Medical innovations due to 3D printing are booming these days, with all sorts of new devices improving patient-care. While most of these new applications are based in bioprinting, a lot are simpler medical devices like implants. Today’s story fits more with the latter category and, while simple, it is a brilliant device. Steven Hetts, interventional radiologist at UC San Francisco, and Nitash Balsara, a professor of chemical and biomolecular engineering at the University of California, Berkeley, are working on a 3D printed sponge that catches those excess drug molecules in patient’s bloodstreams. This advent could help with treatments like chemotherapy, after chemicals have passed through the target area.
The 3D printed sponge has the ability to decrease the negative side effects of chemo treatments. It also allows for a higher percentage of drugs to be present during the treatment phase, allowing patients to better combat cancer. Chemotherapy is quite poisonous to healthy organs and can be difficult to control in the cardiovascular system. This allows doctors to regulate it chemical properly. While the project was originally a treatment for liver cancer, it appears it can apply to other tumors just as well.
“An absorber is a standard chemical engineering concept,” Balsara said. “Absorbers are used in petroleum refining to remove unwanted chemicals such as sulfur. Literally, we’ve taken the concept out of petroleum refining and applied it to chemotherapy.”
The effects of chemotherapy include nausea, fatigue, hair loss, and ulcers, among many others. Many symptoms result from excess drugs making their way into the bloodstream, reaching organs unrelated to tumors. Thus, the scientists devised a drug-absorbing polymer based sponge that acts as a cylinder in the blood vessels. Surgeons can insert these 3D printed sponges into the affected area through a wire, like a stent. It stays there for the amount of time it would take to apply chemo, usually a few hours.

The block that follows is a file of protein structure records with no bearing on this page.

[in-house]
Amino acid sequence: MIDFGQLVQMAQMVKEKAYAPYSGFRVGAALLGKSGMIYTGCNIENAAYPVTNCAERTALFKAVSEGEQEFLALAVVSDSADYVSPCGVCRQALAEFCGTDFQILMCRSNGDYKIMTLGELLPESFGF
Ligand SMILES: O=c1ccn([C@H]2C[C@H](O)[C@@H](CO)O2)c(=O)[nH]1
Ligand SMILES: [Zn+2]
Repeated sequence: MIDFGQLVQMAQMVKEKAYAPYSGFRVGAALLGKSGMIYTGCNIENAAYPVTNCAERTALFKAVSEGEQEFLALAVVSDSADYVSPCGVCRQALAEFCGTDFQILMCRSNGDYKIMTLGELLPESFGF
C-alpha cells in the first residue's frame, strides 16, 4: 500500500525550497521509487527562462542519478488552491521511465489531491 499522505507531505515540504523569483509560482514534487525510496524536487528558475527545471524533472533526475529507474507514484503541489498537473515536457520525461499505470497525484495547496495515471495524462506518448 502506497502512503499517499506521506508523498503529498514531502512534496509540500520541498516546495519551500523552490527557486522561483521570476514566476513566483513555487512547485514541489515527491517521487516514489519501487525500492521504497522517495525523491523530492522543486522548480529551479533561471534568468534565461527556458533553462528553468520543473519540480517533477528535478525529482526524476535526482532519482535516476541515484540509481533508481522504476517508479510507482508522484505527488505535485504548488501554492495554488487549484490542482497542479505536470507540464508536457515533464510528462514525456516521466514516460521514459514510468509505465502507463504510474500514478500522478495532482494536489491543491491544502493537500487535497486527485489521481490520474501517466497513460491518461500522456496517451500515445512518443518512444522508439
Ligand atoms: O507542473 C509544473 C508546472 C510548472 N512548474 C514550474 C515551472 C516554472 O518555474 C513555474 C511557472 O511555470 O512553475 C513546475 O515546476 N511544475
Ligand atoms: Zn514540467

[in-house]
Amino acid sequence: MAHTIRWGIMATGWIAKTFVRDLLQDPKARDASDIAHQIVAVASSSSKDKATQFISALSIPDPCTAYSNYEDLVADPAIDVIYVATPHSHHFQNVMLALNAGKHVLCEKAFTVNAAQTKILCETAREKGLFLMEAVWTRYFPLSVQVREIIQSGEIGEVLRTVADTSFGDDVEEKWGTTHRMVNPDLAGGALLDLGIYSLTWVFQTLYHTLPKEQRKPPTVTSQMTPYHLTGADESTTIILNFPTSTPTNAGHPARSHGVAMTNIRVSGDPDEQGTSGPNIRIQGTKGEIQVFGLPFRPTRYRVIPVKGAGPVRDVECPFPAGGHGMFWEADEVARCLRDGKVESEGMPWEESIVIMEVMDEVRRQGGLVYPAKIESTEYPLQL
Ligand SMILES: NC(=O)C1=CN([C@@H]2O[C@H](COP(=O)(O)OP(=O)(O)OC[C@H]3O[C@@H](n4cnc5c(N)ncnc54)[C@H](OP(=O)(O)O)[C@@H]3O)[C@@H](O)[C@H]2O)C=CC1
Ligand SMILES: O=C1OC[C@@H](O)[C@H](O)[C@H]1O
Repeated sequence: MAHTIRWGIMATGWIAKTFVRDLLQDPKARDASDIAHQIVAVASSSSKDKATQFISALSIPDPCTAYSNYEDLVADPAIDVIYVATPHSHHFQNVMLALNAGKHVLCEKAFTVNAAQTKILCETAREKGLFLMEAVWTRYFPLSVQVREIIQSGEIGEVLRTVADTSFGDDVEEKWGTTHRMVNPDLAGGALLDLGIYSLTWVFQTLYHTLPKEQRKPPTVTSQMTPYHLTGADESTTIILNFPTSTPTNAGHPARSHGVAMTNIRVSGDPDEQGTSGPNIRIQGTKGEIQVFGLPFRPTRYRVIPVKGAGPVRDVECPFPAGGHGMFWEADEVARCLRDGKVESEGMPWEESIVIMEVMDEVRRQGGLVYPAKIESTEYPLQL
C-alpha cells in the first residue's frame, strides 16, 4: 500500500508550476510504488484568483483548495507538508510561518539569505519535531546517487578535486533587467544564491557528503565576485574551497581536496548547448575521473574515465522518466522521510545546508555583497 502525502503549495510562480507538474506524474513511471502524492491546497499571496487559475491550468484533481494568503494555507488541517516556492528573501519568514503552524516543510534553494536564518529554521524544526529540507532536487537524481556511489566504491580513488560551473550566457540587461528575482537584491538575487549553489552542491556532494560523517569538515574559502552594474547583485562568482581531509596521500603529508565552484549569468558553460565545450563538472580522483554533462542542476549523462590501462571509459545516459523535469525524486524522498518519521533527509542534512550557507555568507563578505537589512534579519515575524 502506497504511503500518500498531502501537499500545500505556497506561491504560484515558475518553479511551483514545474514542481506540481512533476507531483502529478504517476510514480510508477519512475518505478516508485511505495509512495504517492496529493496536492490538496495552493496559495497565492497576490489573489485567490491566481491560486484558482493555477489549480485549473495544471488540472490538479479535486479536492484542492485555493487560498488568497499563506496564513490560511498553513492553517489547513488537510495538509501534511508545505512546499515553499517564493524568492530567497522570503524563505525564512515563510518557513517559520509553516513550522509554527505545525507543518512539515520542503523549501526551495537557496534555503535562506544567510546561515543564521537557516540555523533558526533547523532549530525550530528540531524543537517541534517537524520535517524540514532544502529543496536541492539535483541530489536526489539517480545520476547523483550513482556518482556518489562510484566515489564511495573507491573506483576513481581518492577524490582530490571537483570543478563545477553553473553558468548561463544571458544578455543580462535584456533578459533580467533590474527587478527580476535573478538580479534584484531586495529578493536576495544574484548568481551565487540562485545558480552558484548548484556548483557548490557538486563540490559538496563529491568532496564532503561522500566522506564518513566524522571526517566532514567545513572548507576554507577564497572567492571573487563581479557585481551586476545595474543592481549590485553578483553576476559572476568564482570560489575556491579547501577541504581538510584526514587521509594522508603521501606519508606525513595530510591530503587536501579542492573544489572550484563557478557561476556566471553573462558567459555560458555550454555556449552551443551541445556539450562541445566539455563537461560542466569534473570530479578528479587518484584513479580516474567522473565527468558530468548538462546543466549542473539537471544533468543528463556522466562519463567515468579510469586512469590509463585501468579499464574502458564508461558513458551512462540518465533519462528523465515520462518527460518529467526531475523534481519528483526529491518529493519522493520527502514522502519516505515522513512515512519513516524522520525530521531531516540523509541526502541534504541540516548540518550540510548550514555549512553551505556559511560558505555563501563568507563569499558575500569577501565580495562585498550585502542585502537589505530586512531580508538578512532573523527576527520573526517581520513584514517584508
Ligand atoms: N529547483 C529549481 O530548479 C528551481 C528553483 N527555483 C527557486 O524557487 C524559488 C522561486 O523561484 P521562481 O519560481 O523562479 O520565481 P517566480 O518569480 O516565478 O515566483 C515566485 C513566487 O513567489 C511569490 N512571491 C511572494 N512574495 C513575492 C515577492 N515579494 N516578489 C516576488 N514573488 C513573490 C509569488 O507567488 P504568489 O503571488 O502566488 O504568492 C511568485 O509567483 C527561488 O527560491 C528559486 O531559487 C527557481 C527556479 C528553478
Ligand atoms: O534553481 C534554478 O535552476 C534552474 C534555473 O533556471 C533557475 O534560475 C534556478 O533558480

3D printing the sponges provides a few unique advantages. Firstly, the customisation means doctors can fit it to the exact shape and diameter of the patient’s veins. Fitting the size and shape is important, as otherwise, the drugs would pass through. The 3D sponges are yet to be approved as a medical application.
“This is a first level in vivo validation that yes, this device will bind up drug in the bloodstream. But extensive animal testing is not the next path; the next path is getting conditional approval from FDA to do first-in-human studies, because it is much more realistic to test these in people who have cancer as opposed to continuing to test in young pigs who have otherwise healthy livers.” Hetts says. “Because it is a temporary device, there is a lower bar in terms of approval by the FDA.”
Featured image courtesy of UC Berkeley and UC San Francisco.